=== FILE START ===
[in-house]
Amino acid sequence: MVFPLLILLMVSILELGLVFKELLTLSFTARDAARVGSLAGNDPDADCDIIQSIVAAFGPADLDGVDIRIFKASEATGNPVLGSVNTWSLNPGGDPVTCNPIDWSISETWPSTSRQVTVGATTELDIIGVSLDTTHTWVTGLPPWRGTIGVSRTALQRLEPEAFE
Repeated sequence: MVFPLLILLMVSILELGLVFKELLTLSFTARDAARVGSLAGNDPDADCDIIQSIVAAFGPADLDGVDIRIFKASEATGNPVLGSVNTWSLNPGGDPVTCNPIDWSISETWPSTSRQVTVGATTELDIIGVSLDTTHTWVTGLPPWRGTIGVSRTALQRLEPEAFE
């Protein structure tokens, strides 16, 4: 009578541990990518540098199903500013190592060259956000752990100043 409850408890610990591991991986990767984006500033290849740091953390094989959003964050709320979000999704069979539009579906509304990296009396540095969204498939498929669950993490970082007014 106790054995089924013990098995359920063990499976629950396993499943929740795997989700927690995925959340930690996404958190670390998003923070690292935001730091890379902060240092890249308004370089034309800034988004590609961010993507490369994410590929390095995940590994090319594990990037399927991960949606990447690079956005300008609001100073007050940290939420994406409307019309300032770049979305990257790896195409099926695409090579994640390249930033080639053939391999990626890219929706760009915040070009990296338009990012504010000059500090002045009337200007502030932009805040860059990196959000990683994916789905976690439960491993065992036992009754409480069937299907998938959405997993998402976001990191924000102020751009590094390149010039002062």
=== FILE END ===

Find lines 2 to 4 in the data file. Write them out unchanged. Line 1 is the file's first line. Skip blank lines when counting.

Amino acid sequence: MVFPLLILLMVSILELGLVFKELLTLSFTARDAARVGSLAGNDPDADCDIIQSIVAAFGPADLDGVDIRIFKASEATGNPVLGSVNTWSLNPGGDPVTCNPIDWSISETWPSTSRQVTVGATTELDIIGVSLDTTHTWVTGLPPWRGTIGVSRTALQRLEPEAFE
Repeated sequence: MVFPLLILLMVSILELGLVFKELLTLSFTARDAARVGSLAGNDPDADCDIIQSIVAAFGPADLDGVDIRIFKASEATGNPVLGSVNTWSLNPGGDPVTCNPIDWSISETWPSTSRQVTVGATTELDIIGVSLDTTHTWVTGLPPWRGTIGVSRTALQRLEPEAFE
């Protein structure tokens, strides 16, 4: 009578541990990518540098199903500013190592060259956000752990100043 409850408890610990591991991986990767984006500033290849740091953390094989959003964050709320979000999704069979539009579906509304990296009396540095969204498939498929669950993490970082007014 106790054995089924013990098995359920063990499976629950396993499943929740795997989700927690995925959340930690996404958190670390998003923070690292935001730091890379902060240092890249308004370089034309800034988004590609961010993507490369994410590929390095995940590994090319594990990037399927991960949606990447690079956005300008609001100073007050940290939420994406409307019309300032770049979305990257790896195409099926695409090579994640390249930033080639053939391999990626890219929706760009915040070009990296338009990012504010000059500090002045009337200007502030932009805040860059990196959000990683994916789905976690439960491993065992036992009754409480069937299907998938959405997993998402976001990191924000102020751009590094390149010039002062």